Last week I had the pleasure of taking a truffle and bon bon making course in Toronto with Marissa Scibetta at Bonnie Gordon College of Confectionary Arts. For two glorious evenings I was the proverbial kid in the candy shop, weighing, heating, mixing, spooning and dipping chocolate ganache. My only complaint is I am no longer happy with store bought chocolates that don’t snap when I bite into them. Plus, I now want a fancy electronic scale that can tell the difference between 176 grams of something decadent and 175 grams.
If the name Bonnie Gordon looks familiar, this is where I went last year when Master Chocolatier Derrick Tu Tan Pho nearly gave me a heart attack by putting metal in the microwave.* Amongst other skills, he showed us how to temper chocolate in the microwave, which has proved a handy trick more than once.
For this class, Marissa was the instructor. She’s a Red Seal chef and knows her stuff. One of the best tricks she taught us was how to “table” or “marble” chocolate ganache so you can get to the truffle making without leaving the ganache to rest overnight.** The technique requires a marble or granite surface, which cools the ganache at a controlled rate without damaging it by extreme temperature fluctuations. (In the past, I admit to shoving my ganache in the freezer so it would “hurry up and set”. Big mistake.) Not only does tabling safely speed up the setting process, it improves the taste and texture of the ganache. We compared tabled ganache with a room temperature batch which hadn’t set long enough to pipe. The flavours in the tabled ganache were deeper and fuller, and the mixture was creamier.
Professional bakers like Marissa will have a marble pastry slab handy for such occasions. If you don’t but are lucky enough to have granite countertops, you’re ready to go. Just clean the surface with vodka, get yourself a couple of meticilously clean drywall scrapers and dump your chocolate ganache on the cool stone surface.
Spread the ganache thinly over the marble or granite.
Scrape the ganache to one side. Repeat the spreading and scraping process until your ganache is the consistency to pipe. You’ll see streaking as it reaches this stage. If you table the ganache for too long, it will become too firm to pipe.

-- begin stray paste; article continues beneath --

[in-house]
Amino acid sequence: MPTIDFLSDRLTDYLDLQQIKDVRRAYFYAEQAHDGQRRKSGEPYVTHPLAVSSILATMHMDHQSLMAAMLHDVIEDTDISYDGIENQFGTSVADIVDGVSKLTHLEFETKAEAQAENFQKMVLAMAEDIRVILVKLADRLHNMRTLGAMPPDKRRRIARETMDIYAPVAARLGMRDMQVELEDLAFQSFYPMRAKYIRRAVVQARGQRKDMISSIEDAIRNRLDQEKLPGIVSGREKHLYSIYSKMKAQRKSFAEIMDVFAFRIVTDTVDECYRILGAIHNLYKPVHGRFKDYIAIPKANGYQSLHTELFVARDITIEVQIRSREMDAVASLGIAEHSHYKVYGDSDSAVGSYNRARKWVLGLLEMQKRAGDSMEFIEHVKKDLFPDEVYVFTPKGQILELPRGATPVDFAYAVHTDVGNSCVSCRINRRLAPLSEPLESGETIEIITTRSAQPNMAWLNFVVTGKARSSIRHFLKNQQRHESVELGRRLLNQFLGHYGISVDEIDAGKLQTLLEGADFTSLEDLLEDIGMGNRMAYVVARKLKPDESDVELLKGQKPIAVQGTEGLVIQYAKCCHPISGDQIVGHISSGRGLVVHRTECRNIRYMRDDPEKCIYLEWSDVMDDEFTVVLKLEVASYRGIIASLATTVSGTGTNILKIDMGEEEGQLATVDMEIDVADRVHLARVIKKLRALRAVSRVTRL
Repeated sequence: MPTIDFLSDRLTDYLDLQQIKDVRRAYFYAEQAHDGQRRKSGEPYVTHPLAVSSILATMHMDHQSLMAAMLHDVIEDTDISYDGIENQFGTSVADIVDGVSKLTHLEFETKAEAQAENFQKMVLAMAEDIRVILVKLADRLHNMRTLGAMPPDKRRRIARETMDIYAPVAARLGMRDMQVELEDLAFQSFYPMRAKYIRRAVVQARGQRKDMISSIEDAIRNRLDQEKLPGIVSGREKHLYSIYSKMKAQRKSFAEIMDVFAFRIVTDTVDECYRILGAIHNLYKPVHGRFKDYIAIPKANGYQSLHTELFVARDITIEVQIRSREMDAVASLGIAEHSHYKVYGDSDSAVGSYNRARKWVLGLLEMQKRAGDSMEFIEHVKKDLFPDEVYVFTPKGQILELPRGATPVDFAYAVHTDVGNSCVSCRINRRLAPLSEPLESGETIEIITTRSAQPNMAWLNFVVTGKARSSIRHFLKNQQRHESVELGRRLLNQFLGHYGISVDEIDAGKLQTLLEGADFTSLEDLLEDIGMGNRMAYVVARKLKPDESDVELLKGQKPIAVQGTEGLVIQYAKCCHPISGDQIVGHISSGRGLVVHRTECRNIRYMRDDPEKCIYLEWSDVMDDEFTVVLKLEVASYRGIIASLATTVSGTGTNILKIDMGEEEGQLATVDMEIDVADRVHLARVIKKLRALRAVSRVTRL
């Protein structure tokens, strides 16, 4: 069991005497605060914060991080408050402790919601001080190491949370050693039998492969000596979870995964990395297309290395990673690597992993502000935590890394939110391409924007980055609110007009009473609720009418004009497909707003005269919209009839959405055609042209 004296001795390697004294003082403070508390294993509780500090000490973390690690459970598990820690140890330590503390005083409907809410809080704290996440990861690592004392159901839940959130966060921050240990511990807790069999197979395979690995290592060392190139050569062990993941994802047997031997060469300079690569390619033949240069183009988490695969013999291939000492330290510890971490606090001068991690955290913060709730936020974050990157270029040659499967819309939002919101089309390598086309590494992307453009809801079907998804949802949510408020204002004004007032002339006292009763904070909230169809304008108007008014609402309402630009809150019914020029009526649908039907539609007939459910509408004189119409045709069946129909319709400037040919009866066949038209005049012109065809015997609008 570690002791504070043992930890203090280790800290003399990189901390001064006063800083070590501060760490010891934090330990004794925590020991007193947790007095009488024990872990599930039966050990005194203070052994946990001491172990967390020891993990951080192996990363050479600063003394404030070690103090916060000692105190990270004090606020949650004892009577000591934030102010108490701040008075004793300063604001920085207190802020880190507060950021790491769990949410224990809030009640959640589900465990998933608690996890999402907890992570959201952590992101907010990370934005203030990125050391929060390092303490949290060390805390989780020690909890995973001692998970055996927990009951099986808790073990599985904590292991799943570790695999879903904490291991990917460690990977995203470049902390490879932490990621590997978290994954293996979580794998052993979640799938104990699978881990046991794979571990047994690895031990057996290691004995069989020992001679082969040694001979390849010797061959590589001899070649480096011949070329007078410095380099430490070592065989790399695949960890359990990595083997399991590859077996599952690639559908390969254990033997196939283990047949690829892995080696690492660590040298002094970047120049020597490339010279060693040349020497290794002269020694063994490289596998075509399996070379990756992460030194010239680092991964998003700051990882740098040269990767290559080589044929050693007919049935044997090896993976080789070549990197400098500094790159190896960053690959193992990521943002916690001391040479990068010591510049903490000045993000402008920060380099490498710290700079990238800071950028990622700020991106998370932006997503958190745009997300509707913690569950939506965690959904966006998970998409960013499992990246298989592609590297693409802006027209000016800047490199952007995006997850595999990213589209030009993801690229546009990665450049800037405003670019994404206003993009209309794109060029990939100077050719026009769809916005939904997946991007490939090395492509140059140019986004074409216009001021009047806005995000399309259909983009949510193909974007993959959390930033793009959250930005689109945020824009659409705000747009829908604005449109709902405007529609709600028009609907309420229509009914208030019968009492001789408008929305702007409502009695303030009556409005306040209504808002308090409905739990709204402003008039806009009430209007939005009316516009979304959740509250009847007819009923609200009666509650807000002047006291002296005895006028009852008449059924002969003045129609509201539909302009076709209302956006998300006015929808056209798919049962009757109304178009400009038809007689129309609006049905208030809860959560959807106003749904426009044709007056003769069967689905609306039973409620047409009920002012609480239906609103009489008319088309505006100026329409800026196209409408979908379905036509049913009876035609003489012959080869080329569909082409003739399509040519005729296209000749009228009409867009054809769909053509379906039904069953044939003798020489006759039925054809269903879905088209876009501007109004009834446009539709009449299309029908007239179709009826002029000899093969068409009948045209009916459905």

If you’re piping the truffles, use a disposable piping bag with a large tip. Marissa says it may sound wasteful but you will never get a cloth pastry bag clean.
Pipe your ganache onto a pan lined with parchment. Let it set just a bit so you can roll it gently. You don’t want it to set too firmly or you won’t be able to roll out the pointed tip.
Don’t have a piping bag? Spoon the ganache.
Regardless of which method you used, when the ganache is set, roll it using your finger tips, not your palm since the warmth of your hand will make the truffle melt. Don’t worry about making perfectly round truffles. Marissa assures me knobby ones are “rustic” and a sign they are homemade. Anything you say, Marissa. Wonky is my specialty.
While the truffle surface is still slightly rough from your finger tips, roll the truffle in dark cocoa. Just drop it on a rimmed pan and shake it about.
To be more efficient do several at a time. And in minutes you’ll have a batch coated and ready for their closeups.
And that’s just one of the tricks I learned at my class. Stay tuned over the next little while to learn how to candy nuts and “bottom” square chocolates.
*Yes, you can put a metal bowl in the microwave, as long as it is stainless steel and does not touch the sides. I finally worked up the nerve to try this a few months ago, and can report that it works.
**If you don’t have a granite or marble surface you can let the ganache set using old-fashioned time. The results will be wonderful.Google+